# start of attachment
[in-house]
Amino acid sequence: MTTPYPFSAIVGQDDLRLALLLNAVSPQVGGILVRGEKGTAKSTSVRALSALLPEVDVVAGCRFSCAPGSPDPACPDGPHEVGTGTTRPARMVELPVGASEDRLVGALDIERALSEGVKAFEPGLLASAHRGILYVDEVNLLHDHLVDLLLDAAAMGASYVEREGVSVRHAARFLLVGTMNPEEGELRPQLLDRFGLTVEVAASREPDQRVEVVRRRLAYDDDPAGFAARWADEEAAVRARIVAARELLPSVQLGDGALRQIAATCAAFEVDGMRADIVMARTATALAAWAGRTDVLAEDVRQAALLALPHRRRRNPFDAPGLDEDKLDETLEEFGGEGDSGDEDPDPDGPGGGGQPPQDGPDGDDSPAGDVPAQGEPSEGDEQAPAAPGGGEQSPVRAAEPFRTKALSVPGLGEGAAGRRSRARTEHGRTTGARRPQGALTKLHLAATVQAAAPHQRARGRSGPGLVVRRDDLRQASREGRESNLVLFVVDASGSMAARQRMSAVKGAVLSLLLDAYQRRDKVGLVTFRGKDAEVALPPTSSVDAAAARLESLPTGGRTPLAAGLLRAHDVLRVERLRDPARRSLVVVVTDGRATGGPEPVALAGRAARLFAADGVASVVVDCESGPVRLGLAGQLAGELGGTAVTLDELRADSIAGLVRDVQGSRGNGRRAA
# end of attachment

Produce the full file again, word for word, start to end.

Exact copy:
[in-house]
Amino acid sequence: MTTPYPFSAIVGQDDLRLALLLNAVSPQVGGILVRGEKGTAKSTSVRALSALLPEVDVVAGCRFSCAPGSPDPACPDGPHEVGTGTTRPARMVELPVGASEDRLVGALDIERALSEGVKAFEPGLLASAHRGILYVDEVNLLHDHLVDLLLDAAAMGASYVEREGVSVRHAARFLLVGTMNPEEGELRPQLLDRFGLTVEVAASREPDQRVEVVRRRLAYDDDPAGFAARWADEEAAVRARIVAARELLPSVQLGDGALRQIAATCAAFEVDGMRADIVMARTATALAAWAGRTDVLAEDVRQAALLALPHRRRRNPFDAPGLDEDKLDETLEEFGGEGDSGDEDPDPDGPGGGGQPPQDGPDGDDSPAGDVPAQGEPSEGDEQAPAAPGGGEQSPVRAAEPFRTKALSVPGLGEGAAGRRSRARTEHGRTTGARRPQGALTKLHLAATVQAAAPHQRARGRSGPGLVVRRDDLRQASREGRESNLVLFVVDASGSMAARQRMSAVKGAVLSLLLDAYQRRDKVGLVTFRGKDAEVALPPTSSVDAAAARLESLPTGGRTPLAAGLLRAHDVLRVERLRDPARRSLVVVVTDGRATGGPEPVALAGRAARLFAADGVASVVVDCESGPVRLGLAGQLAGELGGTAVTLDELRADSIAGLVRDVQGSRGNGRRAA